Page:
Social Engineering: BP leaking more than Oil

Richard Marcinko, founder of Seal Team Six believed in hard realistic training. “The more thou sweat in training the less thou will bleed in combat.”, was one of his favorite sayings. He wanted his training exercises to mimic what happens in real life. It seems that a recent contest at Defcon may have been taken from a page of Marcinko’s training manual.

According to an article on The Register, a two day social engineering contest was set up, where contestants called ten industry leading companies and tried to trick them to give up information about their internal network. Contest organizer Chris Hadnagy, Operations Manger of Offensive-Security (Well known for creating Backtrack 4) said, “We assumed that if we can make a person open up their browser, tell us the version of their browser they had, and then visit a website, in essence if we were malicious, terrible hackers, we could have driven them to a site that had some kind of malicious file on it and that most likely the person would have downloaded it and accepted the malicious file.”

Companies including Cisco, Microsoft, Apple, Pepsi and Coca-Cola were called dozens of times and only three times did the attacker strike out. Contestant Josh Michaels was very successful in obtaining information from BP Oil. According to the article:

“With just two phone calls, entrant Josh Michaels managed to dupe a computer support employee at BP into spilling details that could have proved crucial in launching a network attack against the global oil company. The information included what model laptops BP used and the specific operating system, browser, anti-virus and virtual private network software the company used.”

Michaels even tricked the employee into visiting a social engineering site. “That was scary,” Michaels said as he hung up the phone. Scary indeed, humans will always be the weakest link in security.

How do you defend against these types of attacks? This is very tough, because humans naturally want to help people in binds. Having and posting policy on giving out system information needs to be posted where employees can see it. Having documentation “employees” can be pointed to on an internally assessable only system will help too. Sometimes just saying that you need to check on something and asking for the suspicious caller’s phone number to call them back will end many social engineering attempts.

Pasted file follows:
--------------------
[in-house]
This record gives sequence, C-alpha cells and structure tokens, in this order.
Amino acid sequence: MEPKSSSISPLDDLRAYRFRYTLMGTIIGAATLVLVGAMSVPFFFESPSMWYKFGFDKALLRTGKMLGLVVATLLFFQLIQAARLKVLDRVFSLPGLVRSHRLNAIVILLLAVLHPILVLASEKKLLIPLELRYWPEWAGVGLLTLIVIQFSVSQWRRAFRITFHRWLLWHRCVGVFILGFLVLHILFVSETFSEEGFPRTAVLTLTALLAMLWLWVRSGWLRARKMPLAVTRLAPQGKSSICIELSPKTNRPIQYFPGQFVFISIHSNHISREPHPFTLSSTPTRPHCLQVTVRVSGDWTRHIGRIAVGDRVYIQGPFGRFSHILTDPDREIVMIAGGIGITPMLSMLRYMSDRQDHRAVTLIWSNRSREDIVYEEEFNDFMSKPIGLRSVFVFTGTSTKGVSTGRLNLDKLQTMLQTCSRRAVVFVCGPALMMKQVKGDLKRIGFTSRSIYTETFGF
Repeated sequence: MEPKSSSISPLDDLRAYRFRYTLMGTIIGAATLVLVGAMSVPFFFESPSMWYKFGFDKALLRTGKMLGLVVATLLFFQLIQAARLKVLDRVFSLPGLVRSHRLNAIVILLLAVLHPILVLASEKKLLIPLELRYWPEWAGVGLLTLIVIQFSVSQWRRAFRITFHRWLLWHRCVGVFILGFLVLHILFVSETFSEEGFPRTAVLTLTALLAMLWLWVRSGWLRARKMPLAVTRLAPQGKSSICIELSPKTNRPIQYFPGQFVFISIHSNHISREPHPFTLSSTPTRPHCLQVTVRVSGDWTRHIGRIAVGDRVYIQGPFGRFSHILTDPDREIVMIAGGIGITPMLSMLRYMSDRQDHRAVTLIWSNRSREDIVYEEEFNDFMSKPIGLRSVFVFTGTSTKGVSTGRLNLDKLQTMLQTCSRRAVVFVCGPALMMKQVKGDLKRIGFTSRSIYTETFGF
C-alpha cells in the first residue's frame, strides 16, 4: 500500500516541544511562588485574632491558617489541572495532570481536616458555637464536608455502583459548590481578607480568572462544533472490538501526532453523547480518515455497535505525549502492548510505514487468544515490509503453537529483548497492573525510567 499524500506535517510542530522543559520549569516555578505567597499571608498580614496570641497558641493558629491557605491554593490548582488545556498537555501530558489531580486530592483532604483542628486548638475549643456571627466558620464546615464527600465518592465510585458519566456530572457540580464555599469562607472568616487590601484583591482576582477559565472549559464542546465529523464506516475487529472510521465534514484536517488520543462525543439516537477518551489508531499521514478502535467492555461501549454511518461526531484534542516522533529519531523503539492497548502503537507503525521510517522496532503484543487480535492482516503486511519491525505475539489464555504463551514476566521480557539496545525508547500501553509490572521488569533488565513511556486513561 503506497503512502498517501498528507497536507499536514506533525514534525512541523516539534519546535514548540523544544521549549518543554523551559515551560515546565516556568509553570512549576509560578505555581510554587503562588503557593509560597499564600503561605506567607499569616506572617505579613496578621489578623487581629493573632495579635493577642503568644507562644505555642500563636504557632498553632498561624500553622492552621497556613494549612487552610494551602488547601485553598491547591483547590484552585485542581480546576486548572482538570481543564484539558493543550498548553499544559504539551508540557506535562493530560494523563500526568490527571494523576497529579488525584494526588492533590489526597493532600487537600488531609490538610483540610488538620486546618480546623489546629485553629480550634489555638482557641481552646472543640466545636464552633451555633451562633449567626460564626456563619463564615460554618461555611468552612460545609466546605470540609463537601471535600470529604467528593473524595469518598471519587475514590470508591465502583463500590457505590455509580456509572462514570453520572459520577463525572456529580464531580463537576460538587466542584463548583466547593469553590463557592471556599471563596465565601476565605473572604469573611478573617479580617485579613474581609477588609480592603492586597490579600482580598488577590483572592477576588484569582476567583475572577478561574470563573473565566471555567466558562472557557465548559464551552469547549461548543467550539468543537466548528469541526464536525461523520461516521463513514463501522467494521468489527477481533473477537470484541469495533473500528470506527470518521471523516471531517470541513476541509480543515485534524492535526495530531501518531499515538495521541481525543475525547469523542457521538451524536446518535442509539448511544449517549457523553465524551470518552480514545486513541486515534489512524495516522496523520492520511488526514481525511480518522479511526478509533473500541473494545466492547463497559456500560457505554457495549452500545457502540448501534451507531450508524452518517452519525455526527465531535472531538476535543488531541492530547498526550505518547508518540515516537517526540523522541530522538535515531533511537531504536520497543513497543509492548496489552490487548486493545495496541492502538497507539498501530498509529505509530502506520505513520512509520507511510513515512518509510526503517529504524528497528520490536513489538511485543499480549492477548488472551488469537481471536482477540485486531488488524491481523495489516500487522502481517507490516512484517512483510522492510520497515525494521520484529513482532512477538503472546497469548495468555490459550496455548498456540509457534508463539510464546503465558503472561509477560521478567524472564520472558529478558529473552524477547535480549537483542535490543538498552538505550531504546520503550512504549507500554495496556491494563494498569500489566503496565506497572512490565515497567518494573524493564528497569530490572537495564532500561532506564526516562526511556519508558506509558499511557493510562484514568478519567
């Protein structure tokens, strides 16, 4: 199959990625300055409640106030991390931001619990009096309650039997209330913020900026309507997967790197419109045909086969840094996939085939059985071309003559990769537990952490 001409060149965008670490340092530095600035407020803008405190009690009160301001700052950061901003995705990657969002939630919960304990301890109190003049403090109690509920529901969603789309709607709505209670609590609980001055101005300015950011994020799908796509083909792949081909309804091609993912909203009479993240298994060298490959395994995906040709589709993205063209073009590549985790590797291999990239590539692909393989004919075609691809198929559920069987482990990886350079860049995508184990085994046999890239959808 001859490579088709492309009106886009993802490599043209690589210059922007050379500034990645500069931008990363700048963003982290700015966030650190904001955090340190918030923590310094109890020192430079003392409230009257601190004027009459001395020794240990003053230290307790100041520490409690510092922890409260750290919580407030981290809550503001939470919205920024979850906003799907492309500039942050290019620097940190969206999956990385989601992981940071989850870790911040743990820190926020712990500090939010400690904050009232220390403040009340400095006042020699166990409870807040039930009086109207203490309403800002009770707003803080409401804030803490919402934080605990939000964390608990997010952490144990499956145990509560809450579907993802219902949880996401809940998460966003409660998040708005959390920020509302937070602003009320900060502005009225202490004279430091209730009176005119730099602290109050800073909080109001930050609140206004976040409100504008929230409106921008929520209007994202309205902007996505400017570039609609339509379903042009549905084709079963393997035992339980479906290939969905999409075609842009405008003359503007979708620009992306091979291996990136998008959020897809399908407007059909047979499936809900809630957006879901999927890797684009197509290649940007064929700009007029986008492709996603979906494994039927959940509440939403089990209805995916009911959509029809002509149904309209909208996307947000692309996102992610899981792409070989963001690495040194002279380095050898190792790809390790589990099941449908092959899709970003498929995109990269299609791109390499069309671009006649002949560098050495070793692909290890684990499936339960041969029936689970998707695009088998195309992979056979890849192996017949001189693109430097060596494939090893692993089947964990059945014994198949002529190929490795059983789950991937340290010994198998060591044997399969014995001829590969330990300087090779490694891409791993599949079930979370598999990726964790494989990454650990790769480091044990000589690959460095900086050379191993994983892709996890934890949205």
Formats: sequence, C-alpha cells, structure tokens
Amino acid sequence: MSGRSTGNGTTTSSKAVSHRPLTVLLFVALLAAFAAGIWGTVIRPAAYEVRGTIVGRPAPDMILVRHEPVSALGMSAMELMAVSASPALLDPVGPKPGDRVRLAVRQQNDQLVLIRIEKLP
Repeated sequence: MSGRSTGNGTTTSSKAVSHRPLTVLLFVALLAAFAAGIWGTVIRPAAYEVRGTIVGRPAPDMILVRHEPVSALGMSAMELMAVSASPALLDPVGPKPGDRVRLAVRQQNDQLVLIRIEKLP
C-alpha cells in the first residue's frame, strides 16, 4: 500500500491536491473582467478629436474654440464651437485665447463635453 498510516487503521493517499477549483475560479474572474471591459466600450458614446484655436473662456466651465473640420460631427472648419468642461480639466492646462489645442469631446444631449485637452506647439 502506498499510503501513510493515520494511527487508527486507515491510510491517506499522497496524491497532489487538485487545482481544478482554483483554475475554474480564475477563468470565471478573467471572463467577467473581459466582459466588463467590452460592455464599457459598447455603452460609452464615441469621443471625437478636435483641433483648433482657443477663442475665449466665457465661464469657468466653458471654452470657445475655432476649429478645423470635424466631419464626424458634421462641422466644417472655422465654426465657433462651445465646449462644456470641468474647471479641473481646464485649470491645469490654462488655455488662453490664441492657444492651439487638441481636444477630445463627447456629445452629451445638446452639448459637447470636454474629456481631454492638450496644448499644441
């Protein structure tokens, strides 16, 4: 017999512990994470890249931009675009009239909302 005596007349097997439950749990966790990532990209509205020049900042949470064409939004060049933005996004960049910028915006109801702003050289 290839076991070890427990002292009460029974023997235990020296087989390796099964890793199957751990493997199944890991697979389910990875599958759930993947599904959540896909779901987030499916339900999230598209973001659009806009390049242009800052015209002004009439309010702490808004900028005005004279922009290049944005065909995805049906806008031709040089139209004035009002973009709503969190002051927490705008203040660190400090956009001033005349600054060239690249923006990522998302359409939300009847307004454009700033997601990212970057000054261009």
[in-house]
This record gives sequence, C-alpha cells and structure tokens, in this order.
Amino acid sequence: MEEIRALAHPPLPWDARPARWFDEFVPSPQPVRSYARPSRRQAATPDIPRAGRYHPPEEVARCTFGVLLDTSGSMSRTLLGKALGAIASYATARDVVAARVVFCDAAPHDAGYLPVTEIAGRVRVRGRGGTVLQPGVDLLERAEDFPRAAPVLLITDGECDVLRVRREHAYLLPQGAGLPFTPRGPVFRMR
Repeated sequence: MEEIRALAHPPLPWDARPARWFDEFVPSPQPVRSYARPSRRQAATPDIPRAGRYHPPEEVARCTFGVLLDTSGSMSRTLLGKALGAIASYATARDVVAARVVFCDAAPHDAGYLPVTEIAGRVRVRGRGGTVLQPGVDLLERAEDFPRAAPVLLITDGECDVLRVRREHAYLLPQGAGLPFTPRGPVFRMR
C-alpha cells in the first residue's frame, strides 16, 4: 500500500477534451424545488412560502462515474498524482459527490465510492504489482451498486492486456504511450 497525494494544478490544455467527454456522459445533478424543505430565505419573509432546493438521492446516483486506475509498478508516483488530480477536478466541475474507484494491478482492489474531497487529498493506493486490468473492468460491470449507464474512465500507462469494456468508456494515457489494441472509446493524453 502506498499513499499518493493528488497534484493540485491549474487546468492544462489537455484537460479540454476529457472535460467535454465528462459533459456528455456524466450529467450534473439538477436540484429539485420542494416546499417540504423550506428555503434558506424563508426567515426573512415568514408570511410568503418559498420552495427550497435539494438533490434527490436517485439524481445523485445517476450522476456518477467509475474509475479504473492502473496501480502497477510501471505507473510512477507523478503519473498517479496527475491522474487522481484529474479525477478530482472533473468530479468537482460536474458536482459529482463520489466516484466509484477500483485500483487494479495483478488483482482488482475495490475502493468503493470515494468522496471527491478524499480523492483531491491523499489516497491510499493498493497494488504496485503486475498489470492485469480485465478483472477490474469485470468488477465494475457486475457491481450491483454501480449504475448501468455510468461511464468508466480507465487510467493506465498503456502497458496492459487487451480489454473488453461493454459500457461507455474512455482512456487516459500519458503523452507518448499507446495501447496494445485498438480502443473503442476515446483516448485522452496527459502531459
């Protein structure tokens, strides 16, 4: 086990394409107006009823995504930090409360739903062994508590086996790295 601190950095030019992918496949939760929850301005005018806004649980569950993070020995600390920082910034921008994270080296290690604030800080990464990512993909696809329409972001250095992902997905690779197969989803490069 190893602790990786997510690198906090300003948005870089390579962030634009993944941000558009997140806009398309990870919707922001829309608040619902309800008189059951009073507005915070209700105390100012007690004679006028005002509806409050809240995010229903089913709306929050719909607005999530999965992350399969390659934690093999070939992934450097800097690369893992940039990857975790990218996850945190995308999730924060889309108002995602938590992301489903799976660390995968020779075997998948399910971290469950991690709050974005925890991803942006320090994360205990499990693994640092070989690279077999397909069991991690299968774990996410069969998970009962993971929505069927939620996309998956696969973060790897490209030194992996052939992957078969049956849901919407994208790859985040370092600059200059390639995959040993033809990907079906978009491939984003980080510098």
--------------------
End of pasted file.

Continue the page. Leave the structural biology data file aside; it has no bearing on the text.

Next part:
Half of Home Routers Vulnerable to DNS Exploit

The Black Hat Security conference is going on now in Vegas. Scanning through the list of presentations, this one really stood out, “How to Hack Millions of Routers“. According to the description, “This talk will demonstrate how many consumer routers can be exploited via DNS rebinding to gain interactive access to the router’s internal-facing administrative interface.”

The DNS binding attack has been known for a while, but it looks like Craig has found a new spin on the attack. According to a Forbes article, an attacker places a malicious script on a web page. When the page is visited, it switches the webpage IP address visited with the IP address of your router. It then gives the script access to view the router contents, and to log in to it.

Which routers are susceptible to this attack? Oh, a few, and you probably recognize their names, “Confirmed affected routers include models manufactured by Linksys, Belkin, ActionTec, Thompson, Asus and Dell, as well as those running third-party firmware such as OpenWRT, DD-WRT and PFSense.”

Also at the conference, Craig is going to release the tool that automates the attack, “A tool release will accompany the presentation that completely automates the described attack and allows an external attacker to browse the Web-based interface of a victim’s router in real-time, just as if the attacker were sitting on the victim’s LAN.”

That’s awful nice of him isn’t it?